The Northman (15, 136 mins)
Verdict: Unrelentingly bleak
The Lost City (12A, 112 mins)
Verdict: Formulaic but fun
The old Norse story that supposedly inspired Shakespeare to write Hamlet is dramatised in a film so enveloped in gloom, so brutalised by violence, that I was mightily surprised to be reminded of the TV light entertainment show Stars In Their Eyes.
But when a callow boy prince rows away from his forbidding Icelandic homeland having watched his father decapitated by his uncle, then returns years later, emerging through swirling fog as the ruthless avenger, bulging of bicep and dead of eye, I couldn’t help but think of those sliding doors of blessed Saturday-night memory. ‘Tonight, Matthew, I’m going to be . . . The Northman.’
The director is Robert Eggers, whose previous two features, The Witch (2015) and The Lighthouse (2019), mean that The Northman completes what we might call his definite-article trilogy.
The old Norse story that supposedly inspired Shakespeare to write Hamlet is dramatised in a film so enveloped in gloom, so brutalised by violence, that I was mightily surprised to be reminded of the TV light entertainment show Stars In Their Eyes
The three films also have in common a dearth of anything that might be even vaguely construed as amusement, though I did quite enjoy a scene in The Northman in which our returning hero, Amleth (Alexander Skarsgard), engages in tenth-century Iceland’s most popular spectator sport, a hybrid of rugby league, shinty and aggravated assault. Sky should snap up the global TV rights.
Having witnessed his abruptly widowed mother (Nicole Kidman) being carried off by his uncle (Claes Bang), Amleth, posing as a Slavic slave, is hell-bent on rescuing her and punishing those who murdered his father (Ethan Hawke). That she might not want any kind of rescuing, let alone of the hell-bent variety, does not occur to him.
In truth, thinking is not something at which Amleth excels, though he does take a break from ripping out enemy entrails and ululating like a wolf in order to fall in love with a fellow slave (Anya Taylor-Joy), who has a nifty line in pillow-talk (‘my earth magic will stoke the flames of your sword’) and goes by the catchy name of Olga of the Birch Forest.
If I might briefly re-style myself Brian of the Second-Row Seat, it’s always a pleasure to watch Taylor-Joy act, especially in a period setting.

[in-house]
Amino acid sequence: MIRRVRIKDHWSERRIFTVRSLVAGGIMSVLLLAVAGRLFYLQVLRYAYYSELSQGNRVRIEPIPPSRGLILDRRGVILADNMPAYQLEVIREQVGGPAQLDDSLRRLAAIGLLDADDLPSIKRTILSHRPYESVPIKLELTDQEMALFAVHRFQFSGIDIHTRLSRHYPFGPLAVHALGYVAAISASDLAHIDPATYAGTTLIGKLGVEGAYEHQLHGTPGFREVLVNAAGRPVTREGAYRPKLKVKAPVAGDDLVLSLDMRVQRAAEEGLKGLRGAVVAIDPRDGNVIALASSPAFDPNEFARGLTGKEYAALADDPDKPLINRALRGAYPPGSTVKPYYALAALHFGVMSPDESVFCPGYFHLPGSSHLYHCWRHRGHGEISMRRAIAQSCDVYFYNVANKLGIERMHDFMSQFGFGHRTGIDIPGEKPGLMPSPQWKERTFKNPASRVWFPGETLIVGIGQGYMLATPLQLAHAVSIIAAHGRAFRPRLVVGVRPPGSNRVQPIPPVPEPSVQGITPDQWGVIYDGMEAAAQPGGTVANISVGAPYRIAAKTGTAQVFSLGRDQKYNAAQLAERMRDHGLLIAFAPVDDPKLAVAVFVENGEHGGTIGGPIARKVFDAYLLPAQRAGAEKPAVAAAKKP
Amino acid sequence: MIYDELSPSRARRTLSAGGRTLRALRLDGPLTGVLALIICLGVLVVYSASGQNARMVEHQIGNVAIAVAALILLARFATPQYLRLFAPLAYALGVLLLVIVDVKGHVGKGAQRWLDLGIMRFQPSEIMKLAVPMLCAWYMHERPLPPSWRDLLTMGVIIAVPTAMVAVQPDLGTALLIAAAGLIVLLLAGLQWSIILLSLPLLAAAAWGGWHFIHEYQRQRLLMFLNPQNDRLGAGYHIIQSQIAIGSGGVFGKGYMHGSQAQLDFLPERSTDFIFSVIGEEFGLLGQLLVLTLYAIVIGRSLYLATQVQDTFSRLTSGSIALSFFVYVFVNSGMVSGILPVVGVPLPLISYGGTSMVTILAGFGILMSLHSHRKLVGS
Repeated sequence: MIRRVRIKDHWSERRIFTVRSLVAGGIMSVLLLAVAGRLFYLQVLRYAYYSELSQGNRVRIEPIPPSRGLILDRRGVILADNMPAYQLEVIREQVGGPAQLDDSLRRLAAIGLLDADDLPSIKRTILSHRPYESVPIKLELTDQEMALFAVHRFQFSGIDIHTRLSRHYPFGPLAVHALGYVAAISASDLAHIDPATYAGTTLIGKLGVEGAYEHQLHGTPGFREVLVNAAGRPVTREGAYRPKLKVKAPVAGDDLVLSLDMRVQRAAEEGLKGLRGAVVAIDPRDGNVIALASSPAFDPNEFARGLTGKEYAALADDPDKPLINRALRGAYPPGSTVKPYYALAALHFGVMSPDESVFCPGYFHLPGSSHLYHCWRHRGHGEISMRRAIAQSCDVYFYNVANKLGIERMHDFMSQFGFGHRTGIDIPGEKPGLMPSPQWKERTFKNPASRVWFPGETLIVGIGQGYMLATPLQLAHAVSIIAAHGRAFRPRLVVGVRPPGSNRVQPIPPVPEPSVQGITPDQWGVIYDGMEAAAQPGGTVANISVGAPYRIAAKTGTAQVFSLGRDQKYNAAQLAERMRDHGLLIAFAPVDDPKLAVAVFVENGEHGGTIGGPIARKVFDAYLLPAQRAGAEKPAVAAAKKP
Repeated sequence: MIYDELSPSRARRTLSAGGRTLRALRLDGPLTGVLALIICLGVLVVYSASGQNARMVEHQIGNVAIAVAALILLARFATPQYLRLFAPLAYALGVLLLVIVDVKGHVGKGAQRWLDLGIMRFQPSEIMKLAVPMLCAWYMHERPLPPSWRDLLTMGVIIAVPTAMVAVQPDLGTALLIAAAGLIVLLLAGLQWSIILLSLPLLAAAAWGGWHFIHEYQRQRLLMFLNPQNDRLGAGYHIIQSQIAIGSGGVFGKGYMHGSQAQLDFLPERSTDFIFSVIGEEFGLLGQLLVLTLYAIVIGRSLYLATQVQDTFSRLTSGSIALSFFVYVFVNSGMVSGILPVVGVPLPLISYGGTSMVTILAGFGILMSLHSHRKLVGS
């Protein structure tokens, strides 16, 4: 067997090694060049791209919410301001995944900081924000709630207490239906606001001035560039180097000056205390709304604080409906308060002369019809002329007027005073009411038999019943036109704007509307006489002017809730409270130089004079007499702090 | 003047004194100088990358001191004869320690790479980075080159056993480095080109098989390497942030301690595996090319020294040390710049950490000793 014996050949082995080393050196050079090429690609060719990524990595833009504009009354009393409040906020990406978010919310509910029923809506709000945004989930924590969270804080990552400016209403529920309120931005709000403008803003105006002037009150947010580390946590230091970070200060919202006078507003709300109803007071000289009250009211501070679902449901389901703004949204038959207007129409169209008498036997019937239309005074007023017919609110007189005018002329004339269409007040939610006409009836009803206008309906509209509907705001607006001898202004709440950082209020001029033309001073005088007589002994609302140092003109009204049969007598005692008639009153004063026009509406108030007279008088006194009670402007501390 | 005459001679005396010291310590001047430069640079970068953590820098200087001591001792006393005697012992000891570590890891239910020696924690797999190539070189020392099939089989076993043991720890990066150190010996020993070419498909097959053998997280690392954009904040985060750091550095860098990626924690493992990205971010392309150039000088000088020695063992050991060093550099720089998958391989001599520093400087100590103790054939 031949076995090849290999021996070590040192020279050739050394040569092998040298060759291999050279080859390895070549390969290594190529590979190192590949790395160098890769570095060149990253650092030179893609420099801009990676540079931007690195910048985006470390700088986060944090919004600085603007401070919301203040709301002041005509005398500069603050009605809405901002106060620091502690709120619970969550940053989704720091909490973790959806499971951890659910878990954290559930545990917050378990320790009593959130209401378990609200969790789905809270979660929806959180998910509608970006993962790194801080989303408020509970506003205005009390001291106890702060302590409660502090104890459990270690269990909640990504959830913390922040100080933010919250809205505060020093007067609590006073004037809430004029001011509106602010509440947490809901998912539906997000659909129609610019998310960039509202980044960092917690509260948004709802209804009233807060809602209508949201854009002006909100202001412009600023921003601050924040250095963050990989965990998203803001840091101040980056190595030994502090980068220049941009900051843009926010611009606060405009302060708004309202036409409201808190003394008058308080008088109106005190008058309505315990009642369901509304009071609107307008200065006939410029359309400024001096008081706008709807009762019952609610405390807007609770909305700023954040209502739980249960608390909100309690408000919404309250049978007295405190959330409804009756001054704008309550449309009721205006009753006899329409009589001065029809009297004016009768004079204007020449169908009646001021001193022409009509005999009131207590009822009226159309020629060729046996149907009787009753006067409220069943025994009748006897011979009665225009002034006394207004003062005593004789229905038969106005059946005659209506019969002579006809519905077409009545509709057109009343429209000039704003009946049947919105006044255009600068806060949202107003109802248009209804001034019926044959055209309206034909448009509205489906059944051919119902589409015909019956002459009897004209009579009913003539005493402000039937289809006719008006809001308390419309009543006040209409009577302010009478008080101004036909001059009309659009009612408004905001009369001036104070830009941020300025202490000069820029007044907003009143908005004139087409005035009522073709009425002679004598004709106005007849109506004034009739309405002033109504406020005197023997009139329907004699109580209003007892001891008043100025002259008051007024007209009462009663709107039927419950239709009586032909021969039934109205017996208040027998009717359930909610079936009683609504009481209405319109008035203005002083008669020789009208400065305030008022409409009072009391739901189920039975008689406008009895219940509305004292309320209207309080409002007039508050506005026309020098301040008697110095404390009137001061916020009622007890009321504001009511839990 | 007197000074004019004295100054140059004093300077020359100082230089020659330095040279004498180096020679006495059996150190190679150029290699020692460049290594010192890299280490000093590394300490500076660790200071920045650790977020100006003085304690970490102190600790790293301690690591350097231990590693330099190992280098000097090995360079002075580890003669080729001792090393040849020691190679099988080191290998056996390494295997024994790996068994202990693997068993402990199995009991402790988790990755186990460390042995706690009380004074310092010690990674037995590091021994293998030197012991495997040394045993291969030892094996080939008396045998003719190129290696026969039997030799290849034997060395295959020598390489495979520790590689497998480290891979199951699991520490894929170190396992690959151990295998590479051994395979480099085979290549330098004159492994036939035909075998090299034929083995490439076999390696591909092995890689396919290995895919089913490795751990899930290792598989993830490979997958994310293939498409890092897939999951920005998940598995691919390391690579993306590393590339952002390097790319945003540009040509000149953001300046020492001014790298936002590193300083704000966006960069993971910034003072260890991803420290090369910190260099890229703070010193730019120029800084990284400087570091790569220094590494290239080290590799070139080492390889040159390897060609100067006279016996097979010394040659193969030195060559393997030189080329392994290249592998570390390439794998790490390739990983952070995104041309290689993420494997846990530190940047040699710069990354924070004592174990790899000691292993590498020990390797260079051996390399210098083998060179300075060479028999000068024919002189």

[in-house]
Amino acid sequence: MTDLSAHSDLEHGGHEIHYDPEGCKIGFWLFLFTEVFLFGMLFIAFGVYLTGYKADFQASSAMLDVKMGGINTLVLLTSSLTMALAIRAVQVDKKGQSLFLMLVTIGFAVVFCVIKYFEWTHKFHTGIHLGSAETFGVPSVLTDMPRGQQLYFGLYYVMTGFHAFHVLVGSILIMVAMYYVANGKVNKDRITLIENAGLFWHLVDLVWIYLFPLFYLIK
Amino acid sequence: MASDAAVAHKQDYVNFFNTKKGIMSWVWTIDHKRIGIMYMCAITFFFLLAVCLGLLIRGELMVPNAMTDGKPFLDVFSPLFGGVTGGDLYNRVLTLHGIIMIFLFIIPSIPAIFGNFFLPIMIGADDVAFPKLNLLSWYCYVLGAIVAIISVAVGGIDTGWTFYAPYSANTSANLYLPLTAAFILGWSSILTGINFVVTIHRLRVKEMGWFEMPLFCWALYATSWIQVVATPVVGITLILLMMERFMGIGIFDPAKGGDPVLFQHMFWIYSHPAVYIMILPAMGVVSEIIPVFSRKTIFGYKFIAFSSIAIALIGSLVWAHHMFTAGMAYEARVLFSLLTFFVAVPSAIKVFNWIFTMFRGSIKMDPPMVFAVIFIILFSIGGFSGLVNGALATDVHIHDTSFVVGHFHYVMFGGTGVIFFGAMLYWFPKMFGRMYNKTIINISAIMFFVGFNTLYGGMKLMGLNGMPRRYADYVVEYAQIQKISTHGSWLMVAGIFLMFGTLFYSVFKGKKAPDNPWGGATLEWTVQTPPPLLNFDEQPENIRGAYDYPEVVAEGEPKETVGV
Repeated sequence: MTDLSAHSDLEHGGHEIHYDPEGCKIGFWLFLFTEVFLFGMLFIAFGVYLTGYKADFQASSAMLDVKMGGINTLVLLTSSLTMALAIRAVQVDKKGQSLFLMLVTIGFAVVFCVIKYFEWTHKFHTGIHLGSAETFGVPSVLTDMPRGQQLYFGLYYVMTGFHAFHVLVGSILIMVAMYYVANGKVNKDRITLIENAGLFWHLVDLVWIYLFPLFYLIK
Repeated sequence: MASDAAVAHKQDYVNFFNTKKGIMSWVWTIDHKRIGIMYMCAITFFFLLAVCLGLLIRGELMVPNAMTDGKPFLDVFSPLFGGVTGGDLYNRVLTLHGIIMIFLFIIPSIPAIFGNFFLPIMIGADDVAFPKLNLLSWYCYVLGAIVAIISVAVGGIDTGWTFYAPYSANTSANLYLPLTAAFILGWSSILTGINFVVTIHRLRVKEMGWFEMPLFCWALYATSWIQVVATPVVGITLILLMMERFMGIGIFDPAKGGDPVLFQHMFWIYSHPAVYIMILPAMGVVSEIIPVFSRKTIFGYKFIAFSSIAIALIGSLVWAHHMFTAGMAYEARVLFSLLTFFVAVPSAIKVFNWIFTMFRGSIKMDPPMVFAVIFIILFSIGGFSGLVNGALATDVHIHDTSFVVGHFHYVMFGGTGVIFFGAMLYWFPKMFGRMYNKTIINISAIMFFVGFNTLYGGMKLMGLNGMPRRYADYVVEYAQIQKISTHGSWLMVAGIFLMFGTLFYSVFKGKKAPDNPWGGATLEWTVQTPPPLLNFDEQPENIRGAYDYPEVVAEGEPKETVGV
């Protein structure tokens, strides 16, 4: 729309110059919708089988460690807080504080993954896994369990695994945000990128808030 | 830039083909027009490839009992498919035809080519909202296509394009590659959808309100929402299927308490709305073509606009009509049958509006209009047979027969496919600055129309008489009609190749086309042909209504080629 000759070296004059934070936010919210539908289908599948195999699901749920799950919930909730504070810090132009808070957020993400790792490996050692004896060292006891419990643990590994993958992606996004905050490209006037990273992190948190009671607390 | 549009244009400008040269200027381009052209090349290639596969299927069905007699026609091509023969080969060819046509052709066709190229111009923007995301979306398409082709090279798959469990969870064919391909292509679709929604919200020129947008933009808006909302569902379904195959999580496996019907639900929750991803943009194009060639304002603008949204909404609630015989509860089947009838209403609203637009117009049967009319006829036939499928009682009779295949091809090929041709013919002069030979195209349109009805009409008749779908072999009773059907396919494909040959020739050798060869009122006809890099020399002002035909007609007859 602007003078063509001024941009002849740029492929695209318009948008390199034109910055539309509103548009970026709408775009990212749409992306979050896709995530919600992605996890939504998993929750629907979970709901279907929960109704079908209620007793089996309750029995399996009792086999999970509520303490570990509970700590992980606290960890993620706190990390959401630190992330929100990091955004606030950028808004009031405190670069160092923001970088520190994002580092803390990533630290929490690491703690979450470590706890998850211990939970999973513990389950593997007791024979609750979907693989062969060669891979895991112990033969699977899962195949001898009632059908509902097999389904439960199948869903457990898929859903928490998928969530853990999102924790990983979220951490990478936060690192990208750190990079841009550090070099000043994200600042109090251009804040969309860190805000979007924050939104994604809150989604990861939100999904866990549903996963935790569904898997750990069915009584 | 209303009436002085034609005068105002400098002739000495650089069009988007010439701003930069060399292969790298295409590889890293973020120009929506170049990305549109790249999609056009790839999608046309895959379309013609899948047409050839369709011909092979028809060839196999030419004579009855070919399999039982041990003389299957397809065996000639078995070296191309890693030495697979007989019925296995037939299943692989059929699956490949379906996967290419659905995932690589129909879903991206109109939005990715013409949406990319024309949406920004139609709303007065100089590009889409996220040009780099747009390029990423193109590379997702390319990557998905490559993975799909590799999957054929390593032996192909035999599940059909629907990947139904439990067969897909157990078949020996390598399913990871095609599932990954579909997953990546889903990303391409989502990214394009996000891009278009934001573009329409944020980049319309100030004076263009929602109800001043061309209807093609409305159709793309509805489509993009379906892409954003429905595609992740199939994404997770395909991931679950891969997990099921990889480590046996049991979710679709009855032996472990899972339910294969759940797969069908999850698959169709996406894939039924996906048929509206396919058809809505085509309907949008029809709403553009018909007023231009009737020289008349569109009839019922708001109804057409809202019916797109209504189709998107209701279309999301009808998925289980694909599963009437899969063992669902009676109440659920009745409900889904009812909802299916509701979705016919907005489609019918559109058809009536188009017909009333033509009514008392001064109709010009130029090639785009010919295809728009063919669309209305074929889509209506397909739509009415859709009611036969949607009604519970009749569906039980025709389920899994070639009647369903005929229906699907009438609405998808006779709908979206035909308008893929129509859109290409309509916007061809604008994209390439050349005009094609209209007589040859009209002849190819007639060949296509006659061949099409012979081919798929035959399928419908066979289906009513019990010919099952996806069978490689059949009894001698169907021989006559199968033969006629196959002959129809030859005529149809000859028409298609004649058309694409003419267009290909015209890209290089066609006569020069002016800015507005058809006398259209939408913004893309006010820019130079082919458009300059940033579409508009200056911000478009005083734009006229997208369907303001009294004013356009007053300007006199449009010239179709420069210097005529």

Her face seems to fit every century but our own, though of course she can do that, too. Indeed, with Willem Dafoe cavorting as an audacious court jester, plainly influenced by the Fool in King Lear, and Bjork popping up as a mystic in a wheat-sheaf headdress, looking almost as weird as one of her own album covers, there are nearly as many reasons to watch The Northman as there are to avert your eyes from it.
But some of the violence is truly sickening. It’s reasonable to assume there was a fair amount of raping and pillaging in the Icelandic Dark Ages, but the director does not spare us. He over-Eggers it, I’m sorry to say.
As in The Witch, he also indulges his fondness for the supernatural. In a way, this is fitting in a depiction of a land so immersed in myth and legend. Grunting ogres, living skulls, white horses flying upwards to Valhalla, give or take a troll under a bridge it’s all there, while cinematographer Jarin Blaschke makes the absolute most of the volcanic landscape.
In fairness, too, there are a few genuinely riveting scenes, none more than when Amleth reveals himself to his mother, an encounter loaded with uneasy, incestuous tension, and you have to remind yourself that Kidman, eyes ablaze, was last seen on screen as Lucille Ball. If there were an award for Most Versatile Actress Despite Overdoing The Botox, she would land it every year. Yet for all its virtues The Northman is an unrelentingly bleak spectacle, nobody’s idea of a fun night out.
The Lost City might tick that box, if you don’t mind a rehash of Romancing The Stone (1984) and can believe in a thunderously miscast Daniel Radcliffe as a villainous English media tycoon, even though he exudes as much menace as a ham-and-cheese sandwich.